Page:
21st Century Journalism: A Journey Through Bharatanatyam


Photo by Rishika Vunnama

Sainishitha Gudla dancing Bharatanatyam.

She was seven years old when she walked on stage for the first time. Her legs and hands started moving with precision and followed the rhythm of the music. She saw her friends around her, dancing and giving subtle hints of excitement. Then, thunderous applause bombarded the auditorium.


This was Sainishitha Gudla, a Bharatanatyam dancer and BVN student, at the start of her journey.


Doing Bharatanatyam was not her choice but something her parents had her try. She was indifferent towards it at first. The fact that she clung on to it was an unforeseeable but welcomed idea.


“Truly, I did not care for it. I had no interest. As a child, I tried many things like, for example, ballet, swimming, all sorts of stuff,” Gudla said. “So this was just another one of those things I was going to try, but I really did not have a passion for it.”


Her journey through dance has not been a solo one. She dances with her friends, and they are a steady pillar in her everyday life.


“When I first started dance in Pittsburgh, [Pennsylvania], I did it on my own. Then when I came to Kansas, I did it with Rishika, my interviewer; her sister, [Likhitha]; and my friend, Hamsini,” Gudla said. “Later on, that teacher moved away, and now I dance with Hamsini, and Rishika and Likhitha dance with another teacher.”


Gudla’s passion for dance is unparalleled. Janaki Riya Jagadam, a fellow dancer, said that Gudla devotes a lot of her time to the art and loves Bharatanatyam as a whole. The unusual thing is that she only became passionate during the COVID-19 pandemic.


“It was when I was taught this one specific dance called the ‘varnam,’ and it truly did spark something inside of me, and now I have this passion for dance that I probably will never let go of,” Gudla said.


Bharatanatyam is a unique dance, and it takes different skill sets to master it than most other dances do. It moves every part of your body, from eyes to toes, so grasping this art is difficult.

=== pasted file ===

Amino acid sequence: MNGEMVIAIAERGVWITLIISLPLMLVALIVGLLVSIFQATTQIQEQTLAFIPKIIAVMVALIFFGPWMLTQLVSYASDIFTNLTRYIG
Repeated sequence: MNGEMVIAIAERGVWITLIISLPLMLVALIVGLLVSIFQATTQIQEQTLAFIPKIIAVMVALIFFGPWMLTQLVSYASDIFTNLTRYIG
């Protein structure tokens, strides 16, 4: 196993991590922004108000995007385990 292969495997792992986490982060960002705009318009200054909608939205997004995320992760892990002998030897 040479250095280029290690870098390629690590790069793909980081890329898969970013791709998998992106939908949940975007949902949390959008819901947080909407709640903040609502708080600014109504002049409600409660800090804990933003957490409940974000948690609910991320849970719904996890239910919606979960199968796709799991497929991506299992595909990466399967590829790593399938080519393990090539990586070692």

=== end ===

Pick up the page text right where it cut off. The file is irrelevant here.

“Sai puts in the effort needed to be a growing, improving Bharatanatyam dancer. Once she understands the lyrics of her item, her bhavam [expression] is on point,” Hamsini Isukapalli, a fellow dancer and BVN student said. “She also excels at precise footwork and technical elements of classical dance. Her choreography skills are getting stronger as well. She once composed some jathis, which are step-oriented segments of a dance, in just a few days.”


Even if she is a well-accomplished dancer, the journey towards this level had its ups and downs. Sometimes there were more downs than ups.


“I did not get that support. In fact, I got a negative reaction once, and that almost caused me to quit,” Gudla said.


Not only emotions but physical injuries hindered Gudla from dancing. A few years ago when Gudla was dancing, she hurt her ankle.


“I have suffered from an ankle injury which to this day, I have not gotten fixed because no one understands what happened. I have gotten X-rays, gone to physical therapy; surprisingly, right now, it hurts too,” Gudla said.


The injury has affected her lifestyle and her dancing. Gudla’s ankle injury affects her focus and dancing ability.


“My injury makes it so that I can’t perform to my greatest extent … I will be thinking about my ankle, and how to not hurt it and therefore, I would not be focusing on the dance. Also, I was doing a specific dance called the shabdam when I hurt my ankle, so to this day, I cannot do that dance without getting distracted and I can never focus on that dance, ” Gudla said.


One of the reasons she stuck with dance is because of small comments from the people she loves that motivated her.


“They said I looked very nice. I was considered the ‘expression queen’ by many people including my teacher and my parents. Small comments like this really have me keep going with it though,” Gudla said.


Her friends were also a reason she kept on dancing. They were there for her during hard times.


“My friends are the reason I didn’t quit when that time came, that negative reaction. They were part of the support I got, they helped motivate me, and they also tied into that passion I have for dance,” Gudla said. 


Dance is a calming activity for Gudla and other dancers, but achieving a connection with it is something only a few people can achieve.


“It’s that feeling when you dance,” Gudla said. “It’s such a sense of relief, and you just want to become one with the dance. You literally cannot think of anything else, your mind is blank. You connect with the music, and it’s just truly something else.”